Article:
Important Statuses, Jews as Brides, as Nezirim, as Husbands of Sotot

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by R. Gidon Rothstein

Parshat Naso

Versions of the Torah Itself

HaKetav VeHaKabbalah’s comment to Bamidbar 7;1 either shows us what happens when we have insufficient sources or a tendency to favor explanations that help us avoid problems. When the verse speaks of the day Moshe completed the Mishkan, Rashi quotes a Midrash which likened the Jews on that day to brides entering the canopy.

The easiest ground for the Midrash’s comment would be if the word kalot, completed (“on the day Moshe finished setting up the Mishkan”), had been written without a vav, making it possible to read it kalat, a word reminiscent of kalah, bride.

The longstanding problem, more acute for those faced with deniers of the divinity of the Torah, is that our Torah scrolls have it with a vav. Another easiest but unpalatable answer is that the Midrash had a slightly different version of the text from ours (, a website I like very much and use often, reports that there are in fact several manuscripts of the Torah without the vav we have).

[When I was much younger and did some work trying to convince high schoolers to stay within the fold of Orthodoxy, someone gave me a talking point about the authenticity of the Torah, how it must be accurate because the only difference in Torah texts, over centuries, is the word daka in Devarim 23;2; oh, well.]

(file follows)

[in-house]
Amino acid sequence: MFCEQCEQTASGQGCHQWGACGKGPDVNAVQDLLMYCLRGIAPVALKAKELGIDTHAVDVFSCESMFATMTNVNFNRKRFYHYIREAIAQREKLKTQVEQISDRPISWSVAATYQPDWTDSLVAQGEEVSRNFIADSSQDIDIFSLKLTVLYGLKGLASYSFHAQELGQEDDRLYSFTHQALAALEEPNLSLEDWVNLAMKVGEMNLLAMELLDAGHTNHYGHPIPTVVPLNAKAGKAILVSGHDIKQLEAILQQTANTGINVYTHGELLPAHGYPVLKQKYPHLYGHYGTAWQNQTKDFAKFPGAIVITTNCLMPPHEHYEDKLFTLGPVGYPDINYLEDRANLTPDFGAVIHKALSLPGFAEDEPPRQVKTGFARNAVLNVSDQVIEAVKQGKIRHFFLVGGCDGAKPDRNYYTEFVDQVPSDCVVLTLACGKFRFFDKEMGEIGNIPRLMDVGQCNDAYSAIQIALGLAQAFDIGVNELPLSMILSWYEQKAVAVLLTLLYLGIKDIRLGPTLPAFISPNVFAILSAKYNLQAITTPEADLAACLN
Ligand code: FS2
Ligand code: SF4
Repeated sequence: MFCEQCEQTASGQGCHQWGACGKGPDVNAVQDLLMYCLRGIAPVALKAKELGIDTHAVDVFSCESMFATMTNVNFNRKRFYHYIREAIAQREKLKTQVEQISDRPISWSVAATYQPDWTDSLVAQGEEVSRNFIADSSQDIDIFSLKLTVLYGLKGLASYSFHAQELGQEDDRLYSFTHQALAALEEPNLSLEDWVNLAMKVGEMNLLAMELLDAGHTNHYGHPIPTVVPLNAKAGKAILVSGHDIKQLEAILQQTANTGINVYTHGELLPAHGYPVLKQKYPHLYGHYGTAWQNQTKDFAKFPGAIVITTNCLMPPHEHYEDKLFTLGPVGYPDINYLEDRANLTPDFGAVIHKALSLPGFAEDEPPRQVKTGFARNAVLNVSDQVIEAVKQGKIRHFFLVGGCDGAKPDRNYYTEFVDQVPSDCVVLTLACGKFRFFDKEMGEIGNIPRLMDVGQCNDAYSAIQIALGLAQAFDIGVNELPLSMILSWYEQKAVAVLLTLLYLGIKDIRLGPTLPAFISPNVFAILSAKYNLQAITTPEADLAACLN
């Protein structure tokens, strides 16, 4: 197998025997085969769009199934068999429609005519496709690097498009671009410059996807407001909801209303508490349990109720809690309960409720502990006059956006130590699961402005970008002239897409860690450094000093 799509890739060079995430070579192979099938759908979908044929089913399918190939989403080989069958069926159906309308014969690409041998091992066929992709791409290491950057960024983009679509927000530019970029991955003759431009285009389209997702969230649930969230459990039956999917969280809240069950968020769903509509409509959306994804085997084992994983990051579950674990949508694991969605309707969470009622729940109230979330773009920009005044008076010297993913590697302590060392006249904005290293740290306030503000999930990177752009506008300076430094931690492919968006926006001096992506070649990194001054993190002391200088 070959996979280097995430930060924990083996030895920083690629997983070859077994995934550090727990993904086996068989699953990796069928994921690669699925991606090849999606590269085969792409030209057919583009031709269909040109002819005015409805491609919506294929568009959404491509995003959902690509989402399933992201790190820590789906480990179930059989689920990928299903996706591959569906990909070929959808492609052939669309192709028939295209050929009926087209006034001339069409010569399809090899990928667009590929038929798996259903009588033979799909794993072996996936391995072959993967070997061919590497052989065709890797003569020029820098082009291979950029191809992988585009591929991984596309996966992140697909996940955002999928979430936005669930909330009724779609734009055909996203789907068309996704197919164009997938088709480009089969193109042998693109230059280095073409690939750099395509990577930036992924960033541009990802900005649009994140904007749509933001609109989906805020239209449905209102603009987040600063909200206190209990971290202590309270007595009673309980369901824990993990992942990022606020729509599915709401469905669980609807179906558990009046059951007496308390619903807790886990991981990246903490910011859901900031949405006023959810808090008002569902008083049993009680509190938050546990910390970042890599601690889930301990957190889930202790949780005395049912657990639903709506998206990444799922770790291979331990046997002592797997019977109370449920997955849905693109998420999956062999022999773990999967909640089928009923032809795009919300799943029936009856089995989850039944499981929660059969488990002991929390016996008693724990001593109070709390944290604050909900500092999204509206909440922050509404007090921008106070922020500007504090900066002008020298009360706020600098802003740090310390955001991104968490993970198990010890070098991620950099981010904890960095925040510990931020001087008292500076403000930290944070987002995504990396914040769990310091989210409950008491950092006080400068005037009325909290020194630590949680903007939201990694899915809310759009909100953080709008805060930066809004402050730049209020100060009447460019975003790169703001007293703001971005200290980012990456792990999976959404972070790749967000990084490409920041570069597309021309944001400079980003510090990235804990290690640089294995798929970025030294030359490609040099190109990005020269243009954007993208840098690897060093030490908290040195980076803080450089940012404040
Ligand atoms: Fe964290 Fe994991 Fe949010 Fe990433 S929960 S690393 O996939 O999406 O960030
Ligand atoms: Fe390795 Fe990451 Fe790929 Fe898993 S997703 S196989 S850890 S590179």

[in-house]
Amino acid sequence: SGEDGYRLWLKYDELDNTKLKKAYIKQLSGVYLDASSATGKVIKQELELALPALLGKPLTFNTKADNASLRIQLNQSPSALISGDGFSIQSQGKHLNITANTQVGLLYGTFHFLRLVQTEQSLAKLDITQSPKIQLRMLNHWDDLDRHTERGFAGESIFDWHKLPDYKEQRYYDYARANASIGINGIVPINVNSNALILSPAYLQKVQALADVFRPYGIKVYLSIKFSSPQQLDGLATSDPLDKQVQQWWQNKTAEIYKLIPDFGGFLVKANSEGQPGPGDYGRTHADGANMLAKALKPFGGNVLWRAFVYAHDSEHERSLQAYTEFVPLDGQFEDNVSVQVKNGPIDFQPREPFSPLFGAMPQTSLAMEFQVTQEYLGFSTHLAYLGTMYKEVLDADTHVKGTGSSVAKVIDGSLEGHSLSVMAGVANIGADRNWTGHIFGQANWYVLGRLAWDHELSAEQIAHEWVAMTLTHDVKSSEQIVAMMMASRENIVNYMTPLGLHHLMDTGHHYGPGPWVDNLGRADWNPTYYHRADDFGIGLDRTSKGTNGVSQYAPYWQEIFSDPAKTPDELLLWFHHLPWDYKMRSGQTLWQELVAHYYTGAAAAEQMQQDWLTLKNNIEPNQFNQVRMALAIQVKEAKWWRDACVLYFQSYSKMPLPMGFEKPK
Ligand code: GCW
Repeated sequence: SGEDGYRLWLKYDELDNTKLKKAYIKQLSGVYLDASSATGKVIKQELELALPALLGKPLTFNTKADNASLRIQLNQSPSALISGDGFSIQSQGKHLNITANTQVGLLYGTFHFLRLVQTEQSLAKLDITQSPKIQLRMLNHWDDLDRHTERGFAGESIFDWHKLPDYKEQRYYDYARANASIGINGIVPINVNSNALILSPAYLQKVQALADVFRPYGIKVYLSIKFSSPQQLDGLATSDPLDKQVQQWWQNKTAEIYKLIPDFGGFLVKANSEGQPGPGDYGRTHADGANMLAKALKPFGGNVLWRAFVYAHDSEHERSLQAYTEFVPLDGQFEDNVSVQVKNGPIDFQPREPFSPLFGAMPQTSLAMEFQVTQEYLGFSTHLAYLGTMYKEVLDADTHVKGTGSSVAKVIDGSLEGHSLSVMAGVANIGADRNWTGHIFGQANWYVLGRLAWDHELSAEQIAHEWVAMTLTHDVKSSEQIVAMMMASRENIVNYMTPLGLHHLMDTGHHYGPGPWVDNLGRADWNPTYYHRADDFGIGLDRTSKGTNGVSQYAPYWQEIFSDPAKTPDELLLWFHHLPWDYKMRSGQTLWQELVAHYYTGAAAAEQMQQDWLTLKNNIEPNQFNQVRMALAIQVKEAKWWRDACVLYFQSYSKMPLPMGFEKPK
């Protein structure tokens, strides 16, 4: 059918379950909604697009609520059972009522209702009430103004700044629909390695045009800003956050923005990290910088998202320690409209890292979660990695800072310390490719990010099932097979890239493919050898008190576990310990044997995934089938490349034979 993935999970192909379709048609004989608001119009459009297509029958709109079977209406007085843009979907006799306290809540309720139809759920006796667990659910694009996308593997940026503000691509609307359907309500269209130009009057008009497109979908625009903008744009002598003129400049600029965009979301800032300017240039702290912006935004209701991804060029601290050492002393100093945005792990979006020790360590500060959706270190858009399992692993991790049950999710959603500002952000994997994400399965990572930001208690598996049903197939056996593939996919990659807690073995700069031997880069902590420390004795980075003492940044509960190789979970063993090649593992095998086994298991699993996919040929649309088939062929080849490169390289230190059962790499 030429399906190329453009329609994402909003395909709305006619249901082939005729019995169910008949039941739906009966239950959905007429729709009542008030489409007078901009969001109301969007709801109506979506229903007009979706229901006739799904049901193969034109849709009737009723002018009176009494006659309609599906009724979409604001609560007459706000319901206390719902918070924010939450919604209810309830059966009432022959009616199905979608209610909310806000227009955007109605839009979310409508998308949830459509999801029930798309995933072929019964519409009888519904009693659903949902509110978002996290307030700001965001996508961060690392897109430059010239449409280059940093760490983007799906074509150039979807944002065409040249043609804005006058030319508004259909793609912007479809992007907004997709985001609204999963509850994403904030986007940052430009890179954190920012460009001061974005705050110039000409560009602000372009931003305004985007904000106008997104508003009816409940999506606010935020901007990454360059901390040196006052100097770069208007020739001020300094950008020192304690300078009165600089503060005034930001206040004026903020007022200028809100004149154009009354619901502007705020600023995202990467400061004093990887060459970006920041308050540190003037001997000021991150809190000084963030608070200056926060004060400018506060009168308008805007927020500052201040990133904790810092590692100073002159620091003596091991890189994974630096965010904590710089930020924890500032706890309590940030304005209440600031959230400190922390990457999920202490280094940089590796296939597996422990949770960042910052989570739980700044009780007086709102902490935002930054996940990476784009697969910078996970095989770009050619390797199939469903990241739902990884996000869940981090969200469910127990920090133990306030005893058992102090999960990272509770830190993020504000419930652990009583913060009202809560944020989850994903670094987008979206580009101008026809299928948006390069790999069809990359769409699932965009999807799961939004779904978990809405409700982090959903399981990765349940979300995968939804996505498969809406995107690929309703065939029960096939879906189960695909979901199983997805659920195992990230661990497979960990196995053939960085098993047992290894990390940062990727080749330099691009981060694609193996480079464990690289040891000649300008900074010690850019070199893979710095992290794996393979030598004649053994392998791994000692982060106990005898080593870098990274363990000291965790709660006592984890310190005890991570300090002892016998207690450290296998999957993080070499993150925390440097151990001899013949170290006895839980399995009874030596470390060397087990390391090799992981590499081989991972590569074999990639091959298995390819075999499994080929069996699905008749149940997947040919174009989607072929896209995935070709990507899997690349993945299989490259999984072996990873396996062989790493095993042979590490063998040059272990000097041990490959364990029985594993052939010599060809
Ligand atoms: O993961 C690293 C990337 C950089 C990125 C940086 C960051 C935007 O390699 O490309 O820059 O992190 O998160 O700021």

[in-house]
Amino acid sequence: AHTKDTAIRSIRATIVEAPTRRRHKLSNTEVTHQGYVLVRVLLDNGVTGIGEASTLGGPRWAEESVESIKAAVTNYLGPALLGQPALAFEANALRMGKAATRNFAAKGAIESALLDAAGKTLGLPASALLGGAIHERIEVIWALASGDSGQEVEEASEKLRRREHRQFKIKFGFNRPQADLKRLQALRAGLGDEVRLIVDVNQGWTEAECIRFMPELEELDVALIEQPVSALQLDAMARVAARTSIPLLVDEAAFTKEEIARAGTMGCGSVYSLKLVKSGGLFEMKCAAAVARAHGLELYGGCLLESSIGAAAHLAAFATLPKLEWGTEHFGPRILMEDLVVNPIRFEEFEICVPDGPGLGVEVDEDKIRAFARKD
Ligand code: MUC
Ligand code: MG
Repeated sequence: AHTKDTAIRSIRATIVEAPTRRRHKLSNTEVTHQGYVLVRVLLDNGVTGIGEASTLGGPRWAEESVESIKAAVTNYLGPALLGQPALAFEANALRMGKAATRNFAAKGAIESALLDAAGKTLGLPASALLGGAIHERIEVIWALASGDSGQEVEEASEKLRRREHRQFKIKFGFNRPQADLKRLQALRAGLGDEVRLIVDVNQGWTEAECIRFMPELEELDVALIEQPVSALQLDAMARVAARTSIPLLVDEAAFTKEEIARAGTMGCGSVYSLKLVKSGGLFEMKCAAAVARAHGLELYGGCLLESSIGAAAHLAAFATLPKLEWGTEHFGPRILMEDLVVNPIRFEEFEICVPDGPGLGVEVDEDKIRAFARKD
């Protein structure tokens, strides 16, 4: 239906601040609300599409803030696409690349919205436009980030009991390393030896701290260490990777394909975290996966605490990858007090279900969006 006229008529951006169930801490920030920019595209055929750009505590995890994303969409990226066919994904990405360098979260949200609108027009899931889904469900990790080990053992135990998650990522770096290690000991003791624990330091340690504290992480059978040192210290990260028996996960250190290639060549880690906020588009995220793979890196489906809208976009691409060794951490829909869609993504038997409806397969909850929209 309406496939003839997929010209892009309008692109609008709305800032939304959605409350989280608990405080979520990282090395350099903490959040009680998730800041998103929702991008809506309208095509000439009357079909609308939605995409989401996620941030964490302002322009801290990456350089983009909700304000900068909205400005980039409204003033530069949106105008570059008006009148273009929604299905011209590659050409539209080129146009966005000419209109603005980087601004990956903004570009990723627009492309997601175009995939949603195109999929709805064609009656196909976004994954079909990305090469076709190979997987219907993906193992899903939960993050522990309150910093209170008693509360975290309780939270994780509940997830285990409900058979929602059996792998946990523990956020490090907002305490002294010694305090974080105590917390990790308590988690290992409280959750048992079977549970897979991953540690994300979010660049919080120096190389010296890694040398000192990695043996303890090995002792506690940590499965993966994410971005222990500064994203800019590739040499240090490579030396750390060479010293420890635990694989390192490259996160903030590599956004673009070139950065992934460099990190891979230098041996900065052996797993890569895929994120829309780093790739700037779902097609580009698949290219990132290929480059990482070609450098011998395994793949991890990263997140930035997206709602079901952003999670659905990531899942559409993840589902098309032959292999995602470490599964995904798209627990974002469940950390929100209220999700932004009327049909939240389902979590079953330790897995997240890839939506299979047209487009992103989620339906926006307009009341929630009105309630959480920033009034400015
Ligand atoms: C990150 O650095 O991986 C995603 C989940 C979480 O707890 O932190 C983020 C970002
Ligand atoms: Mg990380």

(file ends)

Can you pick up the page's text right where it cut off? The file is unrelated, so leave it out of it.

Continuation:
Accurate Sources Matter

R. Mecklenburg adopts the interpretation of R. Wolf Heidenheim, who rejected the lack ofvavas the source for the Midrash. Had it been so, the Midrash would have said kalat ketiv, it is written kalat, as is the Midrash’s wont with this type of comment. Adds R. Mecklenburg, the word kalot is written with a vav in all Biblical texts.

He therefore argues there is an ambiguity in the word kalot, whether its root is kilui, completion, or kalah, bride, with kalot meaning “being made into a bride,” with Yechezkel 36 an example of where Tanach does use such a form for words.

It is a creative idea and would be helpful. Problem is, aside from there being Torah scrolls with the other version (which he may not have known), I found this Midrash in Pesikta de-R. Eliezer, which seems to have taken it from Midrash Tanchuma, both of which do say “it’s written kalot (without the vav).” So his main reason to argue for another grounding of the insight isn’t accurate!

I did also see a Midrash Aggadah (in my Bar Ilan, a later compilation), where the phrase was left out. It seems that R. Mecklenburg (and R. Wolf Heidenheim, whom I only know thanks to R. Mecklenburg) only knew of sifrei Torah with a vav, and knew or only knew the version of this Midrash without the idea of it being written defectively. Or chose to focus on the versions written their way, despite Rashi also having the idea that it is written without the vav.

In their world, they found a good answer; we probably have to be satisfied with less satisfying answers.

The Nazir and the Kohen Gadol

Bamidbar 6;6 bans the nazir from contact with all deceased, including close relatives. A kohen, who in general also may not have contact with people who have passed away, does engage in such contact as part of mourning parents, siblings, spouse, or children; only a Kohen Gadol does not.

To explain, R. Hirsch returns to an idea he tells us he has shared a few times already, the tendency of idolaters to focus on Nature as the controlling power in their lives, including especially death (for a non-monotheist, the true end of life). The Torah resists materialist perspectives, especially its view of death as the end to all.

The Torah seeks to inculcate a radically opposite view, humanity’s full freedom to make choices, a kind of life where death can be overcome, by earning a place in the World to Come, to remind people we are not bound by Death because we were made in the image of God.

Greater Physical Needs Might Lead to Greater Physicality